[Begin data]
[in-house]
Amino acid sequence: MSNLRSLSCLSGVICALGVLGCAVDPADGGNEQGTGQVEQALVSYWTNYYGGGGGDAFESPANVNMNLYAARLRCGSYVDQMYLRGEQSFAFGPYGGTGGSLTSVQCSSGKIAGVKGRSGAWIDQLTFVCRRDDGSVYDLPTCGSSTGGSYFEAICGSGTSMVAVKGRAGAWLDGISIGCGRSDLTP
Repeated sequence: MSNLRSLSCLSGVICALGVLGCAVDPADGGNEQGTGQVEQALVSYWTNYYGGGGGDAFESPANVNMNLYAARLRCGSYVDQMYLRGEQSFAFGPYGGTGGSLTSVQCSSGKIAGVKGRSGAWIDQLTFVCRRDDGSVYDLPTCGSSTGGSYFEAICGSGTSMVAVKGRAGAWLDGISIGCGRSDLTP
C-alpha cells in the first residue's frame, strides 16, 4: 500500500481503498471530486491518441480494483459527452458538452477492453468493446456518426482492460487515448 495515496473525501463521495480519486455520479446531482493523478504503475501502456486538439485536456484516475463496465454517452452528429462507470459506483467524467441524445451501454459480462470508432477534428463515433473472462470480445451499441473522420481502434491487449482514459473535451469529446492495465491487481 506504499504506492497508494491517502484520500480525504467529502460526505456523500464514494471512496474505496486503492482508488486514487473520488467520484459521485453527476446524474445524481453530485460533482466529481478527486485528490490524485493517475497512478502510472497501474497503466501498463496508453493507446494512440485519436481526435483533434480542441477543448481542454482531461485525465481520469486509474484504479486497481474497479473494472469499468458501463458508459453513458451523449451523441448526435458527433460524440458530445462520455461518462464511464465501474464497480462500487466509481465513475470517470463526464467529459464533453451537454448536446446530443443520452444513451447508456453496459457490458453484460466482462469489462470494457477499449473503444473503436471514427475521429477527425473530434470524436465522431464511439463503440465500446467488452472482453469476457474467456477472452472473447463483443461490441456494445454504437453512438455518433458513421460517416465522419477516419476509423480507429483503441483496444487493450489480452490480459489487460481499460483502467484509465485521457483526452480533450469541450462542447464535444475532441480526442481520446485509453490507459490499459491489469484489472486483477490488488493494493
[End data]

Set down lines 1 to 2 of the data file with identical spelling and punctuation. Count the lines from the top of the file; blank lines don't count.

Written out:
[in-house]
Amino acid sequence: MSNLRSLSCLSGVICALGVLGCAVDPADGGNEQGTGQVEQALVSYWTNYYGGGGGDAFESPANVNMNLYAARLRCGSYVDQMYLRGEQSFAFGPYGGTGGSLTSVQCSSGKIAGVKGRSGAWIDQLTFVCRRDDGSVYDLPTCGSSTGGSYFEAICGSGTSMVAVKGRAGAWLDGISIGCGRSDLTP